Interview with Jet Lowe

Photo taken by John O’connell Link: http://upload.wikimedia.org/wikipedia/commons/2/24/George_Washington_Bridge_from_New_Jersey-edit.jpg

If there is a word of advice to give to a person wanting to engage in the hobby of photography, it would be this:

1. Look the surroundings. What do you see beyond the naked eye? What is most unique about the surrounding that is worth photographing?

2. Choose an object and/or a person you find attractive. Why choose this subject and how unique is it from the eye of a photographer?

Photography has become a popular hobby for many people, as they find the best spot/subject for a good photo opportunity and after taking dozens of snap shots, find the best photo that they are proud of- that they display for others to see, and benefit from the prize money from the photo contests sometimes. 🙂

For Jet Lowe, photography has been a major part of his life for almost five decades. Ranging from skyscrapers to bridges, Lowe has produced some of the most unique shots of his subjects from angles that even some of the amateur photographers today can even dream of doing.  Lowe was selected as the winner of the 2014 Ammann Awards in the category of Lifetime Achievement for his role in photographing hundreds of bridges in the US, Europe and elsewhere, and the Bridgehunter’s Chronicles had an opportunity to interview him about his experiences and the secret to being a great photographer. Here is what we found out about him:

1.      Tell us about yourself: how did your career start, and how did it lead you to HABS-HAER?

I owe my career to an academic trip to Haiti in 1966.  A faculty member of the school I was attending loaned me his Pentax h3v with which to take pictures.  It was a one month trip, film was expensive so I rolled my own cassettes of 20 or more black and white tri-x, a dozen rolls of kodachrome and basically got hooked.  This was my first year of college, from that point on I knew I wanted to be a photographer, did not know exactly how to go about it so I ended up majoring in Art History which in retrospect was a great choice.  Straight out of college I landed a job as the staff photographer for the Georgia Historical Commission doing museum photography as well as photographing historic districts for the then new federal program of the National Register of Historic Places.  It was working for the Historical Commision that put the bee in my bonnet about how it might be neat to work for HABS some day ( I did not know about HAER at the time which in retrospect was a much better match).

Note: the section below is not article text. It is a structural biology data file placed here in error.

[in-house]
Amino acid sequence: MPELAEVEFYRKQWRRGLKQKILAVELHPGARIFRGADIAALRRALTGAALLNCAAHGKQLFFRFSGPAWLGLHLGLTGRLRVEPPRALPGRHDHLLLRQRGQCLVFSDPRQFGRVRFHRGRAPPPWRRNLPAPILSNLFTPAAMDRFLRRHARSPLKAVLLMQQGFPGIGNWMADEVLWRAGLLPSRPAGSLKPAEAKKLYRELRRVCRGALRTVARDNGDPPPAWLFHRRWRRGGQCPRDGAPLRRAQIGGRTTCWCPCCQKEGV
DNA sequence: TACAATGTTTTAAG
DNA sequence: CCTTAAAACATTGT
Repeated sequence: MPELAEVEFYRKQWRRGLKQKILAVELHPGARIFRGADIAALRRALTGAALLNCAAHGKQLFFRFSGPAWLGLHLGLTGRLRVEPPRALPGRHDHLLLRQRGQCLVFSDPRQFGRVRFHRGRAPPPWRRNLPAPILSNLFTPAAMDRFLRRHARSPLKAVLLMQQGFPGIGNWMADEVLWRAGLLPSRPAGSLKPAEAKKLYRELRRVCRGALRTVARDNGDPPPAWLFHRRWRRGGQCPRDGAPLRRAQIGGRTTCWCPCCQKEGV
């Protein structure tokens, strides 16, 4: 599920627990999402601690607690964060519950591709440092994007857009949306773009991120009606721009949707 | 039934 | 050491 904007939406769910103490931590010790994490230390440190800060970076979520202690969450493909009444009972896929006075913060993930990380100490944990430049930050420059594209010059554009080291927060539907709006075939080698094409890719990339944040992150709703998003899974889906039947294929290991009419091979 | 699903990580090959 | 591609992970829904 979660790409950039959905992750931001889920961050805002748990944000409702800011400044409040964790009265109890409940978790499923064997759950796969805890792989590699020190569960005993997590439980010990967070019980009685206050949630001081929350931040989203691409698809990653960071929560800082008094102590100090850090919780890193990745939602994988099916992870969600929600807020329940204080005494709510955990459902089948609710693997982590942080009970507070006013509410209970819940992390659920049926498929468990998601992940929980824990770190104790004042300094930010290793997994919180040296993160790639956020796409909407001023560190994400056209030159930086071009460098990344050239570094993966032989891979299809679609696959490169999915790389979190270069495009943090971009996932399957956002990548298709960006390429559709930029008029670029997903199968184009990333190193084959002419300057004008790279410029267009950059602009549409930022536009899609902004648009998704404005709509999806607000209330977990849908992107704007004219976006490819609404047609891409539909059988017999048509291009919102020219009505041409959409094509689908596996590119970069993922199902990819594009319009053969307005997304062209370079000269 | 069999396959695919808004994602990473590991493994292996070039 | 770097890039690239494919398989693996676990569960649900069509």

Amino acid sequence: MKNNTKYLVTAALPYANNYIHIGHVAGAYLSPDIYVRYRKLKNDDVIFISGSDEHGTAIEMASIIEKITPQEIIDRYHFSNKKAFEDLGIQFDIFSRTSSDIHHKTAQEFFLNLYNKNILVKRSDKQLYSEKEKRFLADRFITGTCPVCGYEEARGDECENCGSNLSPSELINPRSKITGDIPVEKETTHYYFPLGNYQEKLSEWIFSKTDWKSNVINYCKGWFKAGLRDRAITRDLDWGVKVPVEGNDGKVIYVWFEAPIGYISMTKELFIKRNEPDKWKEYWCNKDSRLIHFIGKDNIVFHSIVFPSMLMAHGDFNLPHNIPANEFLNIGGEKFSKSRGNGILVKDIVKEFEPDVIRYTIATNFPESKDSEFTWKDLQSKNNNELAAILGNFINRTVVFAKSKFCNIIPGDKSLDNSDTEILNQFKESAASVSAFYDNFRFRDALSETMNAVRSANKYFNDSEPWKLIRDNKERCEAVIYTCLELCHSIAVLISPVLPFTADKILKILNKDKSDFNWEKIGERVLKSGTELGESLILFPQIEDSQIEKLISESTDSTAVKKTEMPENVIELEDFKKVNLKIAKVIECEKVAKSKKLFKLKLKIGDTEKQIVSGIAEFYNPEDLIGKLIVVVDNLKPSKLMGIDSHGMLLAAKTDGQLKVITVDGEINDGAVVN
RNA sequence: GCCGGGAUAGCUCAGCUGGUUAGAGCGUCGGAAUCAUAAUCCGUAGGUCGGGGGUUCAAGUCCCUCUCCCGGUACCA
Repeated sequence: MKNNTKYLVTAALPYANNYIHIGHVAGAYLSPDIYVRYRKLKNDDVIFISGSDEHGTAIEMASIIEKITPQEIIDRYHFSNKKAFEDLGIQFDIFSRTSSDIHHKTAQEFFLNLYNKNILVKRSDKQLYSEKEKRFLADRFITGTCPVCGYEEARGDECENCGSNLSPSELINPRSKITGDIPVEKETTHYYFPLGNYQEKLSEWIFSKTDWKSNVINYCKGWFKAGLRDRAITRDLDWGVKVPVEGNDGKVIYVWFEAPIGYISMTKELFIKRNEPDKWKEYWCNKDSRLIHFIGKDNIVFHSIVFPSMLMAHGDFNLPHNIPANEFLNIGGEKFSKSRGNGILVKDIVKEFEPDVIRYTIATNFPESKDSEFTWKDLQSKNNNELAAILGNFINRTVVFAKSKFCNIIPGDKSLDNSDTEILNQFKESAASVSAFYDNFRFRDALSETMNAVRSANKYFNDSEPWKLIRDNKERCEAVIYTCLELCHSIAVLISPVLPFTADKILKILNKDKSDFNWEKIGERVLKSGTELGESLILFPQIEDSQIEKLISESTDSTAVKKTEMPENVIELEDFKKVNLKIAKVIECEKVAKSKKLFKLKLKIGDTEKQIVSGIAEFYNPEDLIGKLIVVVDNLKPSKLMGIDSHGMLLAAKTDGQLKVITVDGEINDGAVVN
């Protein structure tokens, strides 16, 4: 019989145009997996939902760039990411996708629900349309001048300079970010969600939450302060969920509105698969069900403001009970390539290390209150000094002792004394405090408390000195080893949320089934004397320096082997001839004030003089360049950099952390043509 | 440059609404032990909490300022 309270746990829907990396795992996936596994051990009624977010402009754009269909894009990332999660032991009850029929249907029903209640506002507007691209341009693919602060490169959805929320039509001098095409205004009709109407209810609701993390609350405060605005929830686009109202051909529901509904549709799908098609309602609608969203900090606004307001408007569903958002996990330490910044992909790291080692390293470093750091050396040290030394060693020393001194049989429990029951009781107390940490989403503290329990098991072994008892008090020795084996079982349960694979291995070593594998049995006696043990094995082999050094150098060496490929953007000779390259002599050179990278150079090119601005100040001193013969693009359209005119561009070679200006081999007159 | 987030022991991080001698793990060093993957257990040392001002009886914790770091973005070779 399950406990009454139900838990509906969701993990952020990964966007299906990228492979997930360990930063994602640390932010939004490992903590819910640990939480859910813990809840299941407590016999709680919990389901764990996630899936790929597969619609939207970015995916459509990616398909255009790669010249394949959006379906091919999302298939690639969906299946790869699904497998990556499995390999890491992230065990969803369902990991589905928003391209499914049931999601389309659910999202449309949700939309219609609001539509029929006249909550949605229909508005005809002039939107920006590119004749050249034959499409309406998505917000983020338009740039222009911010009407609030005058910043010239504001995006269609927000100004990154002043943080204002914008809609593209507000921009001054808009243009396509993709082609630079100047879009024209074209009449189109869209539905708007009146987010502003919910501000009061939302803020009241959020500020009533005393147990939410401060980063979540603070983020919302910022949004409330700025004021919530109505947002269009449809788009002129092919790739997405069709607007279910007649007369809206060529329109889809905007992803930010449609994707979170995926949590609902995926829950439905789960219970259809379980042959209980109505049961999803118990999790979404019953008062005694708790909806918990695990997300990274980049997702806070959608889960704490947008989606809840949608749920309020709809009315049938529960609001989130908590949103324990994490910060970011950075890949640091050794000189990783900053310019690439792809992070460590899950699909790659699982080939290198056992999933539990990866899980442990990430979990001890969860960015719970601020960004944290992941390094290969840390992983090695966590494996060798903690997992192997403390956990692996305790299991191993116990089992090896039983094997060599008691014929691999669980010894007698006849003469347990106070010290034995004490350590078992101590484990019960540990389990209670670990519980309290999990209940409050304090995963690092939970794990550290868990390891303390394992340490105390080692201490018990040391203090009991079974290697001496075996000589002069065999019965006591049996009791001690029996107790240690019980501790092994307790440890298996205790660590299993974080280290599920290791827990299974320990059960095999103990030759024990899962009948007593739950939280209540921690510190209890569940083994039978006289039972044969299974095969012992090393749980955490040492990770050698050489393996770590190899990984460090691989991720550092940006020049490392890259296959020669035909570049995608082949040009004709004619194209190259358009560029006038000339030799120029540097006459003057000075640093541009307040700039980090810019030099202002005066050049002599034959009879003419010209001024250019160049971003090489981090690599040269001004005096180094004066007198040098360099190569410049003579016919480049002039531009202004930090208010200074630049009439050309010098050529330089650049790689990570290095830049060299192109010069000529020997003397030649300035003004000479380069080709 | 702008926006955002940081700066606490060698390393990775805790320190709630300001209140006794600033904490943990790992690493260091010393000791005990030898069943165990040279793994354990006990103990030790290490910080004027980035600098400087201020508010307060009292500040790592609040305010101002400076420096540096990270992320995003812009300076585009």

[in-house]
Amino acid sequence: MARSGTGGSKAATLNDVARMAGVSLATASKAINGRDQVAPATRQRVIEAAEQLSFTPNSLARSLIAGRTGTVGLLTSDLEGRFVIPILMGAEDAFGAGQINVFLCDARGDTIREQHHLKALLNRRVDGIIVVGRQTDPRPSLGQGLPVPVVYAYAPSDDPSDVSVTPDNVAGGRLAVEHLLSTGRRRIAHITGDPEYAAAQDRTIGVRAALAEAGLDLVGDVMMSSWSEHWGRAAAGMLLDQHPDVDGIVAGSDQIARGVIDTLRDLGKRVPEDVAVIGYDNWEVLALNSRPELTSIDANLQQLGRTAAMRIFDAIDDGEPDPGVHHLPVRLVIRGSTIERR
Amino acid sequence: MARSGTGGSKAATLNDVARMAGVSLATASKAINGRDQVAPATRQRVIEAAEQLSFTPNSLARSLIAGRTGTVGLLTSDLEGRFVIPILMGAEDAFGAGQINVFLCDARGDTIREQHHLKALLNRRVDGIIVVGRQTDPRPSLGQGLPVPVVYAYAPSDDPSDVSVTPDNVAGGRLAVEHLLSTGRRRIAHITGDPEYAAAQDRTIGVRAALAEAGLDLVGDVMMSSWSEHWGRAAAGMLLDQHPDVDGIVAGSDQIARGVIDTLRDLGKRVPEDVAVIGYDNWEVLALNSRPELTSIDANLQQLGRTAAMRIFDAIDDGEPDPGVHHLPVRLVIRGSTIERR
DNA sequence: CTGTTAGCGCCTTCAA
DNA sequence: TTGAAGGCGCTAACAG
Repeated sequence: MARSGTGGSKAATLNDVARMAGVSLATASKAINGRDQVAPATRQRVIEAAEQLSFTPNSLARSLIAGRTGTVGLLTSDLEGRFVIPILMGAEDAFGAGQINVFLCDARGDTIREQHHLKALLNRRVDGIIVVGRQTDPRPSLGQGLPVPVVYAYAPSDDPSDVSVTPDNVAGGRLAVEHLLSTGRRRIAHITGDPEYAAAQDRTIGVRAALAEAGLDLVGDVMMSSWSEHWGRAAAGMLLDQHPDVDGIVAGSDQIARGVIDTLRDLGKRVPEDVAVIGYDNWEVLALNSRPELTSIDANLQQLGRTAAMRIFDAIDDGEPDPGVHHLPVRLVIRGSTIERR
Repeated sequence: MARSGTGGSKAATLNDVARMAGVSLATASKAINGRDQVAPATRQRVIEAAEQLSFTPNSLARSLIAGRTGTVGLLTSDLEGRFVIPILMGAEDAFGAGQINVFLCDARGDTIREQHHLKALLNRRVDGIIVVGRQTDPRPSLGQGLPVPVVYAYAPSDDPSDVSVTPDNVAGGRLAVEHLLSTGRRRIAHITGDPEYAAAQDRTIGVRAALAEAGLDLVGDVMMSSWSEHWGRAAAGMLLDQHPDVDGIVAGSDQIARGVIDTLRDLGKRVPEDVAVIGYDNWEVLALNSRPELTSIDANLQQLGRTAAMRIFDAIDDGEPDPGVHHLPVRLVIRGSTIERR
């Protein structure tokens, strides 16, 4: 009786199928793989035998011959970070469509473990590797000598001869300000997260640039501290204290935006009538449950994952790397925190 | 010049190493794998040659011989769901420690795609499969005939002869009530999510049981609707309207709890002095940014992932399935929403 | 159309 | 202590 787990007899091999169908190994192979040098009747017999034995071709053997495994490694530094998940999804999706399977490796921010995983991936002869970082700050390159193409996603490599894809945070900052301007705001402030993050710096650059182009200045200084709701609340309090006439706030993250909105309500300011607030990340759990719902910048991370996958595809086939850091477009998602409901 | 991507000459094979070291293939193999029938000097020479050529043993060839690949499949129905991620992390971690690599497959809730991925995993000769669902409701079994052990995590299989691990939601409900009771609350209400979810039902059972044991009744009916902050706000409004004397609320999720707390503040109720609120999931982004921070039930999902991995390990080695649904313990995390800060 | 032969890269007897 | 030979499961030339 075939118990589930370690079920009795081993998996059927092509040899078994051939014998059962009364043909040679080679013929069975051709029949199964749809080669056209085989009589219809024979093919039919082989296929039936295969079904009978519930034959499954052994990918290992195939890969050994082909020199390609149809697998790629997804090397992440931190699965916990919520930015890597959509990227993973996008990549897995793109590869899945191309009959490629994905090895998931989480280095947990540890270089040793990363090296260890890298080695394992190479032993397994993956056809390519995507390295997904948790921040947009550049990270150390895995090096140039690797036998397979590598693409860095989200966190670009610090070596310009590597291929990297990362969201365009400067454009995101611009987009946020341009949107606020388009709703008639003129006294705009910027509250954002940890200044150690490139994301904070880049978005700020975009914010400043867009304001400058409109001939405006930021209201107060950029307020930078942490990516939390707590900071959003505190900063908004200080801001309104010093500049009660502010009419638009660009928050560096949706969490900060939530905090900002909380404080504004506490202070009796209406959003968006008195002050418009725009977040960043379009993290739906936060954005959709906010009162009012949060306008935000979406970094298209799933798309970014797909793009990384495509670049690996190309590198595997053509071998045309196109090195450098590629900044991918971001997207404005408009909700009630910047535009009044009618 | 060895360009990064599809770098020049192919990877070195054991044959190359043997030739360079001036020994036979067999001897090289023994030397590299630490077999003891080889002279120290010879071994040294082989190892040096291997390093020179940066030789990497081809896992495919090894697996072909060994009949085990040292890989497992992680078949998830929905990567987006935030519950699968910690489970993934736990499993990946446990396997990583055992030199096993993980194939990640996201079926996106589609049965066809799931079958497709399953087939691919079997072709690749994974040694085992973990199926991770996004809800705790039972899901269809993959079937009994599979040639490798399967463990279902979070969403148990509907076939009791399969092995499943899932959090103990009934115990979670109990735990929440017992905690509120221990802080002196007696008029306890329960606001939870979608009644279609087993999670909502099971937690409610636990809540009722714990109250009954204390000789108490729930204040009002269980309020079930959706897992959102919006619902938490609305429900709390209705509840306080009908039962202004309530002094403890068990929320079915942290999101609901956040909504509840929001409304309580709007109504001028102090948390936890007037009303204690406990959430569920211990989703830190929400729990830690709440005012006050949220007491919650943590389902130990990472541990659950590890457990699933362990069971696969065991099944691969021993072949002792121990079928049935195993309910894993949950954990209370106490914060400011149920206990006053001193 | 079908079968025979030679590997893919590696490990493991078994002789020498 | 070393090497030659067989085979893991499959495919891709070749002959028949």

2.      How did you become interested in photography?While traveling in Haiti with my professor’s loaned camera I found myself ending up in places that I might not have been in had I not been in search of images,  and meeting people.  The Haitians although quite poor economically have a strong and magical spirit.

3.      A large portion of your photos posted on HABS-HAER have been historic bridges. Are they your primary targets, or do you also photograph other historic places, such as buildings, stadiums, etc.?As the staff photographer for HAER our mandate was and is to photograph the engineered and built environment of the United States. From windmills to the Space Shuttle,  No small mandate!  I like to think of bridges as a subject matter for HAER(Historic American Engineering Record) like houses have been for the Historic American Buildings Survey (HABS).  Bridges tend to encapsulate the structural engineering thought of any given time period.  

4.      Which bridge you photographed was your favorite?The George Washington Bridge over the Hudson always comes first to mind for its complexity, significance, as well as photogeneity.

5.      Which bridge was the most difficult to photograph? How did you overcome this difficulty?  I would have to say the Brooklyn Bridge because it was my first major documentation of a nationally significant bridge.  The documentation was to involve getting to the towers via walking up the cables.  Never having done this caused me a bit of anxiety in the week leading up to the day of working on the bridge.  The maintenance men who were my hosts drily assured me they had not lost any one yet walking up the cables.  The Brooklyn Bridge was also the first one that I photographed from the air using a world war II vintage aerial camera.  One thing that helped in overcoming the more difficult hurdles of the assignment was a week spent in New York getting as many photographs completed on the ground before climbing the towers.  When the big day finally arrived I was at least fairly familiar with the structure.  One of the great privileges of my job at HAER was the opportunity to climb around on numerous other big suspension bridges,including the Takoma Narrows,  Oakland, Golden Gate, and Verrazanno Narrows to name a few that are now housed in the HAER collection.